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Odds and Ends: Spain’s Sandor Martin and New Wrinkles in Olympic Boxing

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  • Odds and Ends: Spain’s Sandor Martin and New Wrinkles in Olympic Boxing

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    By Arne K. Lang

    It’s been a slow weekend for boxing. U.S. promoters are understandably reticent about going head-to-head against the Final Four. The most noteworthy campaigner in action on the first weekend of April was Spanish junior welterweight Sandor Martin and he’s hardly a big name.

    Martin scored one of the biggest upsets of 2021 when he ventured to Fresno, California and upset former four-division title-holder Mikey Garcia, winning a majority decision that should have been unanimous. It was named the TSS Upset of the Year.

    Yesterday (April 1), Martin appeared on a Matchroom promotion in his native Barcelona where he built upon his triumph over Garcia with a lopsided 10-round decision over Mexico’s Jose Felix. elevating his record to 40-2.

    Bearing a 39-5-1 record with 30 KOs, Jose Felix was, at least on paper, a treacherous opponent. But he was comprehensively out-boxed. Martin, 28, won every round on two of the scorecards and nine rounds on the other. At the end of the fight, Felix was conspicuously marked-up. There was swelling around both of his eyes.

    Sandor Martin isn’t a big puncher. Only 13 of his 40 wins have come inside the distance. But he’s a solid technician who figures to be a handful for anyone at 140 pounds. In a sense, his showing against Felix atoned for the poor showing by his countryman Kiko Martinez who lost his IBF featherweight title six days earlier in Leeds, England, where he was stopped in the seventh round by Josh Warrington. DAZN live-streamed both shows and promoted them under the title “The Spanish Revival.” Martinez also forged one of the biggest upsets of 2021 when he went on the road and snatched the title from Kid Galahad.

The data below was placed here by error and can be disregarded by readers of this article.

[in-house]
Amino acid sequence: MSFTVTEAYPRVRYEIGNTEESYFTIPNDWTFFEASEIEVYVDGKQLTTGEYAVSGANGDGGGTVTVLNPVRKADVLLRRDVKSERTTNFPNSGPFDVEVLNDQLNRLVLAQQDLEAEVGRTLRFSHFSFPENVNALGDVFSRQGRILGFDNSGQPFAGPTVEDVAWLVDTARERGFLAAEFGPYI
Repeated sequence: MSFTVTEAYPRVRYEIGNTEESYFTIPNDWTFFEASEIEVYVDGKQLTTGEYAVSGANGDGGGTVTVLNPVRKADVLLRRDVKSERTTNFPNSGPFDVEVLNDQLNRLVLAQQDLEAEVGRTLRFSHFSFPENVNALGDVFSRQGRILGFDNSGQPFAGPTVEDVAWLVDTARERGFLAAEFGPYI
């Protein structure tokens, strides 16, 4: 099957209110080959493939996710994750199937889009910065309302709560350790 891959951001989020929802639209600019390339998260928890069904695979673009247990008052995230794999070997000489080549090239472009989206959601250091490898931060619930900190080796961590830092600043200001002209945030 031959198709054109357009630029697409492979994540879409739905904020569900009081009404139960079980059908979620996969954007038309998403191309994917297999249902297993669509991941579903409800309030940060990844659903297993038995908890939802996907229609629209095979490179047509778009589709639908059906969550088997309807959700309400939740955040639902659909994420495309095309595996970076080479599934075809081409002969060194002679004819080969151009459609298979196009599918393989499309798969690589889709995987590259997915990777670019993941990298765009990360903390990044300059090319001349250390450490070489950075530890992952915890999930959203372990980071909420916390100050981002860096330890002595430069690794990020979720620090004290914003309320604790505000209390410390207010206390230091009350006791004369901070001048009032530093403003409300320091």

Olympic Boxing Alterations

    The good news for USA amateur boxing is that boxing will be part of the mix at the forthcoming 2024 Summer Olympics in Paris. The sport was on thin ice; besotted by so many scandals that it was in danger of being expunged.

    The bad news for the men is that there will be fewer openings. The number of weight classes is being reduced from eight to seven.

    When the Olympic Games resumed in 1920 after the war in Europe, there were eight weight divisions. These were the classic weight divisions, the only divisions recognized for amateurs and professionals by the influential The Ring magazine throughout most of its existence.

    In 1952, the lords of Olympic boxing increased the number of weight classes from eight to 10. They raised the number to 11 in 1968 and to 12 in 1984 before rolling it back. At the most recent Olympiad in Tokyo, the number of weight classes for men was back to eight.

    If the Summer Olympics were being held tomorrow, this is what the USA men’s team would look like:

    Flyweight (51 kg) – Roscoe Hill, Springs, TX

    Featherweight (57 kg) – Jahmal Harvey, Oxon Hill, MD

    Junior welterweight (63.5 kg) – Emilio Garcia, Laredo, TX

    Middleweight (71 kg) – Omari Jones, Orlando, FL

    Light heavyweight (80 kg) – Rahim Gonzales, Las Vegas, NV

    Heavyweight (92 kg) – Jamar Talley, Camden, NJ

    Super heavyweight – Joshua Edwards, Houston, TX

    A lot can change in the next two years. There will undoubtedly be new faces on this list when the 2024 USA Olympic Boxing Team is finally assembled.

    The number of weight classes for men is being reduced to accommodate more slots for the ladies.

    Women’s boxing became an official Olympic sport in 2012. There were three weight classes – flyweight, lightweight, and middleweight – at the 2012 Olympics in London and again at the 2016 Games in Rio. Two new weight classes were introduced in Tokyo and the number will swell from five to six in 2024.

    However, the heaviest weight class for women remains 165 pounds. That locks out Fresno light heavyweight America “The Beautiful” Berber and Omaha heavyweight Brittany Parker, the top-rated amateur boxers in their respective weight classes.